Even still, I kept on buying Kiyosaki’s books. But by about the fourth book, I realized he was saying the same damn thing that he had said in the previous books, only rephrasing the message so it sounded different. That was also when I came to the realization that he perhaps Kiyosaki was just a front man, and that his “advice” wasn’t all that sound. What he was really after in getting rich was to sell more fucking books and “Rich Dad, Poor Dad” paraphernalia!

It was like this personal development seminar company that I got involved with in the early 90’s. They had three courses: Basic, Advanced, and Leaderhip, plus a satellite seminar for couples. I took the Basic and Advanced and my wife and I did the couples course. Those three courses changed our lives forever! And for the good. But then we both realized that what the company was really after was getting people to take the courses, and go through all of them, then recruit more people! They weren’t really interested in creating leaders. They were interested in filling up the classes! Needless to say, I divorced myself from this organization once I realized what they were up to. I’m not the only one who became enlightened to this, as the company is no longer in existence.

I shared this with you because while I learned a great deal from reading through Kiyosaki’s books and attending these seminars, they ultimately led me to one ultimate truth: I am responsible for my success. Only I can make the choices to excel at something or remain in obscurity. I can pray as much as I want, and dream and scheme till the end of my days; but in the end, I’m responsible for where I take myself in life.

So what does all this have to do with the title of this article? I shared these two experiences because despite the fact that they ultimately turned out to be somewhat fraudulent, they did have a lot of great material. Common to them both was this concept of “You get what you pay for…” Within that context, both stressed that we should beware of “free advice.” Free costs nothing, and in many cases, it’s very appealing. But blindly heeding free advice is essentially putting your success into another person’s hands, and not taking the responsibility for it. Yeah, free is good, but that doesn’t mean it doesn’t come without a cost down the line.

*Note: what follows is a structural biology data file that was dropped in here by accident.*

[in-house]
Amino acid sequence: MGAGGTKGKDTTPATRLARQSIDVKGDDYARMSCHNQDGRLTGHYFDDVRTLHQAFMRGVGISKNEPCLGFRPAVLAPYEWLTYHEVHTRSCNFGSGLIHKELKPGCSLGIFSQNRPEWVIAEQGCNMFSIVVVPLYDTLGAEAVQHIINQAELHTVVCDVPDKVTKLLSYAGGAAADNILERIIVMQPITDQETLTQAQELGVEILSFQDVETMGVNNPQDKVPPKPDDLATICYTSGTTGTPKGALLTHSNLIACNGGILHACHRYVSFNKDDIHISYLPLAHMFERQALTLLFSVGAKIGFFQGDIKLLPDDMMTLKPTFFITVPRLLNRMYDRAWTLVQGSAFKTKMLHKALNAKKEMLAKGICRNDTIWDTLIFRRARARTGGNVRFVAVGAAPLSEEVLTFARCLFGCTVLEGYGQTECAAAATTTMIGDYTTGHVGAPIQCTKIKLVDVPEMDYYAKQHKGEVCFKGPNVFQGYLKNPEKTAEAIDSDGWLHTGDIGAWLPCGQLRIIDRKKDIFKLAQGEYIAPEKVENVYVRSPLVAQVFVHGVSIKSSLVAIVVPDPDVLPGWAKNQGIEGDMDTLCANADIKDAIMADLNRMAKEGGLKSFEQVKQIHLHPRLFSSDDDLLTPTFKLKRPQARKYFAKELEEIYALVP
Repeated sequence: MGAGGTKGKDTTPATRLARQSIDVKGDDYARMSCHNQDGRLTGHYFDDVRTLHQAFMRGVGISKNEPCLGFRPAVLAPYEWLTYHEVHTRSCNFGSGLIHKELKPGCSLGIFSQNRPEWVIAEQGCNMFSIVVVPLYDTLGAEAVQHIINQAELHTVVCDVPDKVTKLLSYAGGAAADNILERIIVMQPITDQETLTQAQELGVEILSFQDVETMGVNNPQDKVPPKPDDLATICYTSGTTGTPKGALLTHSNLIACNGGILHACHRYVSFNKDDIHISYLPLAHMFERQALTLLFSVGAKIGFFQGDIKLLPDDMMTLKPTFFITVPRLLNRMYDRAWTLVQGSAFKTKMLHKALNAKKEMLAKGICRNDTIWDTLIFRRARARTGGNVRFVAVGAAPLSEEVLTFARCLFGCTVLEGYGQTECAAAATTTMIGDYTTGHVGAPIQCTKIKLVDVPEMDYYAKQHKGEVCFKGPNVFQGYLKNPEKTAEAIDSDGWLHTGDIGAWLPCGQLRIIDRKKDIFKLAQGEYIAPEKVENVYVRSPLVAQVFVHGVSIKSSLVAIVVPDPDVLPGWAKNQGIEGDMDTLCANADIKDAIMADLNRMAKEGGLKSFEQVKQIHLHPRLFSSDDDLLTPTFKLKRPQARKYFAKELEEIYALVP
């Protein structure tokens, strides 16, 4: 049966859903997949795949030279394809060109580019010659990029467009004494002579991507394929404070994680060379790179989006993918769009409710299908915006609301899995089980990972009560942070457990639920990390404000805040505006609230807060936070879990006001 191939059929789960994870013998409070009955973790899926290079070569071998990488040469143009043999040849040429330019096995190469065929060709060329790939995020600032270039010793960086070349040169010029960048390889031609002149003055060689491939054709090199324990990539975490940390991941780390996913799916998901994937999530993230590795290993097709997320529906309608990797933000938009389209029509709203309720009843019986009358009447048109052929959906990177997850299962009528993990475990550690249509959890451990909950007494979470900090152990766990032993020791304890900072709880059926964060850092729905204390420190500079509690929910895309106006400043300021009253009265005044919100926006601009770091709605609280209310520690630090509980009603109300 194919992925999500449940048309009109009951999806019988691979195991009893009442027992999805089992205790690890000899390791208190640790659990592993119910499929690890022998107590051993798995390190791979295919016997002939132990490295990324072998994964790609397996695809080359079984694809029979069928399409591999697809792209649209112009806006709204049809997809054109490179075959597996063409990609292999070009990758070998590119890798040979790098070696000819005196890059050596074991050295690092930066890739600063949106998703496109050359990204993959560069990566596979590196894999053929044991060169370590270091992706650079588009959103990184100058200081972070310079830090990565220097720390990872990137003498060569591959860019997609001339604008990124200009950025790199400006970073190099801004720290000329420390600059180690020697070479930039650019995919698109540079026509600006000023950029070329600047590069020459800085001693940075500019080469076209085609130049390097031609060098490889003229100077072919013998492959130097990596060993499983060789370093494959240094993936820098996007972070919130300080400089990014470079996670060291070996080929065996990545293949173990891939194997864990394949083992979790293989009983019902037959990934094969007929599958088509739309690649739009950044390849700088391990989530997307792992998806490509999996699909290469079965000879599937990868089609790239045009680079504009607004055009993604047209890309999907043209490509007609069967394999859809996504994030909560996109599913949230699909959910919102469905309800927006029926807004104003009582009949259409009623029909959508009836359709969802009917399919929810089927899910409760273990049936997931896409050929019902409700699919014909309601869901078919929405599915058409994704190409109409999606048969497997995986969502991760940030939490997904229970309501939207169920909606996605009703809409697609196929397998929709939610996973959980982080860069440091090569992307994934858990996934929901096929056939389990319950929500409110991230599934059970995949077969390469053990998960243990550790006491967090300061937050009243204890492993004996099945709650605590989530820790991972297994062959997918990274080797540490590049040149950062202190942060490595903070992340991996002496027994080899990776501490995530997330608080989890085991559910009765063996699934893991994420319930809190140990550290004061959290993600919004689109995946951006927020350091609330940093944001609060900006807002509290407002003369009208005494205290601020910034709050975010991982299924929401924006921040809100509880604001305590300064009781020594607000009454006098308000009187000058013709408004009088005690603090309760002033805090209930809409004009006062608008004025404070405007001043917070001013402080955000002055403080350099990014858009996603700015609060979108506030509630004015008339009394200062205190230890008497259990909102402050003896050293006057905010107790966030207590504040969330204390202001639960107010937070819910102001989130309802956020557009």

This concept of free advice applies to buying gear. Like most gear sluts, I hang out in a few online forums to see what people are playing, and to engage in conversations. It’s great fun. But one thing I’ve noticed a lot in the forums is the plethora of free advice saying that things like “X cable is better because it has the lowest capacitance. You should get this.”

One thing I’ve learned in writing this blog for the past couple of years is to avoid giving advice. I’ll make suggestions for sure, and if asked, will say what I do to approach a particular problem. Usually, I’ll just tell people to try out a bunch of gear to see what they like because everyone’s idea of good tone varies from person to person, and tone being subjective pretty much behooves the buyer to “try before you buy.”

What sparked the idea of this article was a comment a reader left on my review about the Roland CE-5 Chorus: “I find it amusing that every other guitar player says that a pedal is better solely because it is analog, regardless if they actually own an analog pedal or not. I’d like to blind-test these people and see if the can actually tell the difference between a digital and an analog pedal. Maybe you can blind-test yourself, you maybe pleasantly surprise at the result. Well, unless you are Eric Johnson anyways…

That got me to thinking about all the free advice that’s out there regarding gear. I’m not saying you should ignore it. But use the free advice you get as reference points rather than guides. Make decisions based upon your own research. Even with the reviews I give here, remember, they’re my personal opinions. Ultimately, you have to make the choice. But if you go in blindly, and you’re disappointed with what you get well, you read the title…